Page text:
The temptation of Christ is recorded in three of the four Gospels. Jesus was led into the the wilderness by the Spirit to be tempted by Satan. After fasting for 40 days, Satan came to tempt Him in three specific ways. Studying this, after also reading through Henri Nouwen's "In the Name of Jesus" has given me insight into how our trials can turn into temptations if we are not careful.

Temptation 1: Stones into bread

Matthew4:2 And after fasting forty days and forty nights, he was hungry. 3 And the tempter came and said to him, “If you are the Son of God, command these stones to become loaves of bread.” 4 But he answered, “It is written,

“‘Man shall not live by bread alone,
but by every word that comes from the mouth of God.’”

Henri Nouwen calls this the temptation to be relevant. In other words, the temptation first set forth by Satan to Jesus was to do something that would make him matter - to give himself a way out of his hunger. To do something utilizing power, instead of expressing a type of gratitude that comes from experiencing grace regardless of the circumstances. We have to remember here that Jesus had been fasting for 40 days and thoughts of His provision of Manna to the Israelites for 40 years must've been flashing before His very own eyes. After 40 days, Jesus was completely empty in body. He had entered into this trial full of the Holy Spirit - in essence, in fellowship with the Godhead. After 40 days however, his body was calling out for nourishment, just a drop of something to fill His stomach. At this moment, Jesus was completely empty and as with anything else that is empty that needs to be filled, He was looking to be filled as well. Anytime we are hungry or in great physical pain, every reality outside of that one becomes null to us if we ascribe to Maslow's hierarchy of needs. However, Christ demonstrated that there was a greater reality He ascribed to, a reality where He would be able to rely on His relationship with the Father and the Spirit to be sufficient.

Henry Nouwen says that he is "convinced that the Christian leader of the future is called to be completely irrelevant and to stand in this world with nothing to offer but his or her own vulnerable self. That is the way Jesus came to reveal Gods love. The great message that we have to carry, as ministers of God's Word and followers of Jesus, is that God loves us not because of what we do or accomplish, but because God has created and redeemed us in love and has chosen us to proclaim that love as the true source of all human life." The temptation Jesus faced, that we all faced is to do something that matters. To leave a mark on society as someone who left a legacy worth noting. After all, how great would it be if we could feed the hungry, house the homeless, nurse the children, heal the sick, and care for the elderly? These things, Christ certainly called us to do, but that is not what the temptation is. We often times ignore how weak our hearts are. We are all trying to find significance somehow, to find meaning. Those that try to numb themselves by trying to distance themselves from allowing anything to matter to them are trying to cope with the reality that the things they have found meaning in the past have only brought them pain, so it would be better to disengage, then to engage.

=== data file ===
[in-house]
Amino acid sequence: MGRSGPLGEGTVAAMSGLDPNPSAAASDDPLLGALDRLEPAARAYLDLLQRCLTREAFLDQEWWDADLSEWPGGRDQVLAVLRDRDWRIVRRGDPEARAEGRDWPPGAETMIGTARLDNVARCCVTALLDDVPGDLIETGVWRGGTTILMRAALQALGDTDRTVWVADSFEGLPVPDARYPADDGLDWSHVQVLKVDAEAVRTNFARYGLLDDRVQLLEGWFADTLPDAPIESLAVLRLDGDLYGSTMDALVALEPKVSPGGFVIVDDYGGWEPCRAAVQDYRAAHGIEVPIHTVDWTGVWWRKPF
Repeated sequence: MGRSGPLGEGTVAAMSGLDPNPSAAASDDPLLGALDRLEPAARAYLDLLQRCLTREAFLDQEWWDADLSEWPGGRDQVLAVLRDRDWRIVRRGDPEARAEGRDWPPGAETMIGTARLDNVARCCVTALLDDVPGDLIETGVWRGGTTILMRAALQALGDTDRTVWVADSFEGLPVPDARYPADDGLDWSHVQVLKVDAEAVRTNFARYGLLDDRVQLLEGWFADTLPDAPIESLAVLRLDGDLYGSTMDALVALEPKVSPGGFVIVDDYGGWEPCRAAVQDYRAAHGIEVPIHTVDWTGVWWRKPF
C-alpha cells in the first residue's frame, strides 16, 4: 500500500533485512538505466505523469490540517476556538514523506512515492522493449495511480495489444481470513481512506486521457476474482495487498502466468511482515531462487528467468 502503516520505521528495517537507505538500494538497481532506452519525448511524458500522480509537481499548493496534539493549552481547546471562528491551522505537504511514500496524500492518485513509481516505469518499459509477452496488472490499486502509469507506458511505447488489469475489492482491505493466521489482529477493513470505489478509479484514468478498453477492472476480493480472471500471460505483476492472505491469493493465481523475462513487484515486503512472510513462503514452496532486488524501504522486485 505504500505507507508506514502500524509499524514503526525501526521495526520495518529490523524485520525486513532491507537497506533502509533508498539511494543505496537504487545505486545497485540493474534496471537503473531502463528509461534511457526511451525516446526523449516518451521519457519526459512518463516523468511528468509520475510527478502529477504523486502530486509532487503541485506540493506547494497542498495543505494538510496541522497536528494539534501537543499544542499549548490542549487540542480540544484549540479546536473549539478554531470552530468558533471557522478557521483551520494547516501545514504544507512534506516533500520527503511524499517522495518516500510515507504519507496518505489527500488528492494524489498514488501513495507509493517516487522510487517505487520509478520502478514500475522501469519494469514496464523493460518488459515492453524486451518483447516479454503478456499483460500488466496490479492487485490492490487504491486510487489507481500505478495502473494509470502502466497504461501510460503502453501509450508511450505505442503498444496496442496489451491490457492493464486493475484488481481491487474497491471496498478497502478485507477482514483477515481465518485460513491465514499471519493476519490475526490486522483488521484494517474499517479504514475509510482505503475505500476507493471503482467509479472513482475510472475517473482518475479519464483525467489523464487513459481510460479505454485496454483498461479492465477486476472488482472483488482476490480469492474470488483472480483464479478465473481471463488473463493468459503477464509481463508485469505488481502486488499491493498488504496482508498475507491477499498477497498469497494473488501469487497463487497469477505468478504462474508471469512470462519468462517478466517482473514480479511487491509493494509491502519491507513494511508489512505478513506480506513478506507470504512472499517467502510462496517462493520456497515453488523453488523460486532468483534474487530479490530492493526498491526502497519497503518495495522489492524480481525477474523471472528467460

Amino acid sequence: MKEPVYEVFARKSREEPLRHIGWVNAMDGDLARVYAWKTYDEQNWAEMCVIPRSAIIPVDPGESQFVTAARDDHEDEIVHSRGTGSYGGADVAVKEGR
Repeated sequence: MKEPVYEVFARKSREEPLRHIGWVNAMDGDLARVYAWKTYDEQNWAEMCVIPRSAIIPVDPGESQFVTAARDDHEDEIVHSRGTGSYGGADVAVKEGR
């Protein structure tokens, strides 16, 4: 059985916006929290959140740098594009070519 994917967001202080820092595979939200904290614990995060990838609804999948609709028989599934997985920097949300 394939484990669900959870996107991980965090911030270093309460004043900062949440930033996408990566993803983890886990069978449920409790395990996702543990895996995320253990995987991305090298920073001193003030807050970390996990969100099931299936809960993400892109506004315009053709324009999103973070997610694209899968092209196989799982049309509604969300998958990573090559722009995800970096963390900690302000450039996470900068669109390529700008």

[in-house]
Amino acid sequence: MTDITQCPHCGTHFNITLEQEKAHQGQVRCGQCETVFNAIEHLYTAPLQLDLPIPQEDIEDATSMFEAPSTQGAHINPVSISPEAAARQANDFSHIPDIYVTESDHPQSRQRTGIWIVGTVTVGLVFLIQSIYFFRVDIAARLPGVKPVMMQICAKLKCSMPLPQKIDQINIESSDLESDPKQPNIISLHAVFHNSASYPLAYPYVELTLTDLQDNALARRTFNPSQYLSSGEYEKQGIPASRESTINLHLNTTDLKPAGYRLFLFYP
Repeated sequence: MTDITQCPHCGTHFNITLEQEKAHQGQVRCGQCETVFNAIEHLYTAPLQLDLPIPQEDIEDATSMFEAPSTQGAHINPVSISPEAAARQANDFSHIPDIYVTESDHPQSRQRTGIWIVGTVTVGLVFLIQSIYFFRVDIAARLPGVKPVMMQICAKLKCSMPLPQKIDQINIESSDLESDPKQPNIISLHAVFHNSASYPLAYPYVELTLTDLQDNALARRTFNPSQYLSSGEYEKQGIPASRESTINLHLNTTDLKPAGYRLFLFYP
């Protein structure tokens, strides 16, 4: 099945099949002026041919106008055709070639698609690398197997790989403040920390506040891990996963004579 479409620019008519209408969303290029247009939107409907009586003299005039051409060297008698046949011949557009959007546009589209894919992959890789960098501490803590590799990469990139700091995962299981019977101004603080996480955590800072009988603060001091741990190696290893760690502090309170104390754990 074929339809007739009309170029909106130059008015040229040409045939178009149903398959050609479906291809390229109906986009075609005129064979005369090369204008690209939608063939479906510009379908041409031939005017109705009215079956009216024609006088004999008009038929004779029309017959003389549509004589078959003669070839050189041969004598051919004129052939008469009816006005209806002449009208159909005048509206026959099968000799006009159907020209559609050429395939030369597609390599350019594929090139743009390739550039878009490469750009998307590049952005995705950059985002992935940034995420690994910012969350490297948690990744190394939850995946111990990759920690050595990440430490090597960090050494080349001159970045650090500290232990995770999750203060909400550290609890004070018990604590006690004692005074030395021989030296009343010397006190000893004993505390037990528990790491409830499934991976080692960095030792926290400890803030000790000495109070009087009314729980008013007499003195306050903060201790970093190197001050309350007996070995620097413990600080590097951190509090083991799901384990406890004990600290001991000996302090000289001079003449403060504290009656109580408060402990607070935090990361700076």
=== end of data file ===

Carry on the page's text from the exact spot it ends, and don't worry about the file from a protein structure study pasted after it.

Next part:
The problems in being relevant come when we consider our strengths, assets, gifts, and abilities to be more important than they actually are for the kingdom of God. God does not use strength, but weakness, and we see that over and over again. For it is in weakness that we find that the only relevance we have is in our standing with Christ. It is in weakness that we can remain humble, to be patient, and to exercise a level of understanding that allows us to trust in the sovereign hand of God instead of relying on our own efforts. In other words, we learn to recognize that God doesn't need us, but His love for us drives our fulfillment regardless of the circumstances we face.

In life, there will always be immediate needs, deadlines, problems, burdens, and things to fix around us. No one wants to go hungry, and no one wants to see anyone else fall into a deadly sickness because of the lack of accessibility or into sex slavery because of our apathy. Sure, we always want to increase our capacities to be more effective in life, and there is nothing wrong with that. What should drive us is God's love, but the thing is, we cannot feel like we are full of God's love when we are searching for meaning in other things. The moment we try to be relevant, to define our own search for significance, is the moment we elevate ourselves above others and place ourselves at the pinnacle of importance. We come to a prideful conclusion that without us, there would be no way that things would get anywhere. The truth is, the world would be fine without us. God would still accomplish His will whether we were gracious to participate or not, so we shouldn't ever find ourselves feeling pressured to have to do something. The only thing we have to do is make sure that we allow God to love us, and even that is something we cannot do on our own strength. What makes us relevant to God, is the only thing that should matter - for in our relevance to God, we will become all the more relevant to the world through love. Relevance is a matter of the heart.